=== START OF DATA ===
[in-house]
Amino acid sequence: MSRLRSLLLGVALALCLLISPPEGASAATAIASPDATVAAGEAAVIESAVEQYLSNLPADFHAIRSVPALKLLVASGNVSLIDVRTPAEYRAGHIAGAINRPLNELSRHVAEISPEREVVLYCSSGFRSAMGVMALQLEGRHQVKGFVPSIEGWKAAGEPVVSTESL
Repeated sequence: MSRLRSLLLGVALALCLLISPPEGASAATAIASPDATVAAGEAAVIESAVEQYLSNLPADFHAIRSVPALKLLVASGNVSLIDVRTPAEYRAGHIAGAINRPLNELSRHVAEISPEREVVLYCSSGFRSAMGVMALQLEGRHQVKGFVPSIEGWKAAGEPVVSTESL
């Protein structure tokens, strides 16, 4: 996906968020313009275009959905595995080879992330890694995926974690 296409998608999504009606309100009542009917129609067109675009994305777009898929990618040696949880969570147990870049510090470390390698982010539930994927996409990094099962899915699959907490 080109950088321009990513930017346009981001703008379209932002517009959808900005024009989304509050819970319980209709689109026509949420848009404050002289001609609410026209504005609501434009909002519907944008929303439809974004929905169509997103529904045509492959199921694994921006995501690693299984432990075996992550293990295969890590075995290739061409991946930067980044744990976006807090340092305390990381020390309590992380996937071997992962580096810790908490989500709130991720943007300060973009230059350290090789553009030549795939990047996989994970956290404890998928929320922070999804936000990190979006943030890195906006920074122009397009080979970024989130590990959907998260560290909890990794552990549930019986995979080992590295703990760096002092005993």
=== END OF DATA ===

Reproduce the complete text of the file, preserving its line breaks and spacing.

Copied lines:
[in-house]
Amino acid sequence: MSRLRSLLLGVALALCLLISPPEGASAATAIASPDATVAAGEAAVIESAVEQYLSNLPADFHAIRSVPALKLLVASGNVSLIDVRTPAEYRAGHIAGAINRPLNELSRHVAEISPEREVVLYCSSGFRSAMGVMALQLEGRHQVKGFVPSIEGWKAAGEPVVSTESL
Repeated sequence: MSRLRSLLLGVALALCLLISPPEGASAATAIASPDATVAAGEAAVIESAVEQYLSNLPADFHAIRSVPALKLLVASGNVSLIDVRTPAEYRAGHIAGAINRPLNELSRHVAEISPEREVVLYCSSGFRSAMGVMALQLEGRHQVKGFVPSIEGWKAAGEPVVSTESL
């Protein structure tokens, strides 16, 4: 996906968020313009275009959905595995080879992330890694995926974690 296409998608999504009606309100009542009917129609067109675009994305777009898929990618040696949880969570147990870049510090470390390698982010539930994927996409990094099962899915699959907490 080109950088321009990513930017346009981001703008379209932002517009959808900005024009989304509050819970319980209709689109026509949420848009404050002289001609609410026209504005609501434009909002519907944008929303439809974004929905169509997103529904045509492959199921694994921006995501690693299984432990075996992550293990295969890590075995290739061409991946930067980044744990976006807090340092305390990381020390309590992380996937071997992962580096810790908490989500709130991720943007300060973009230059350290090789553009030549795939990047996989994970956290404890998928929320922070999804936000990190979006943030890195906006920074122009397009080979970024989130590990959907998260560290909890990794552990549930019986995979080992590295703990760096002092005993």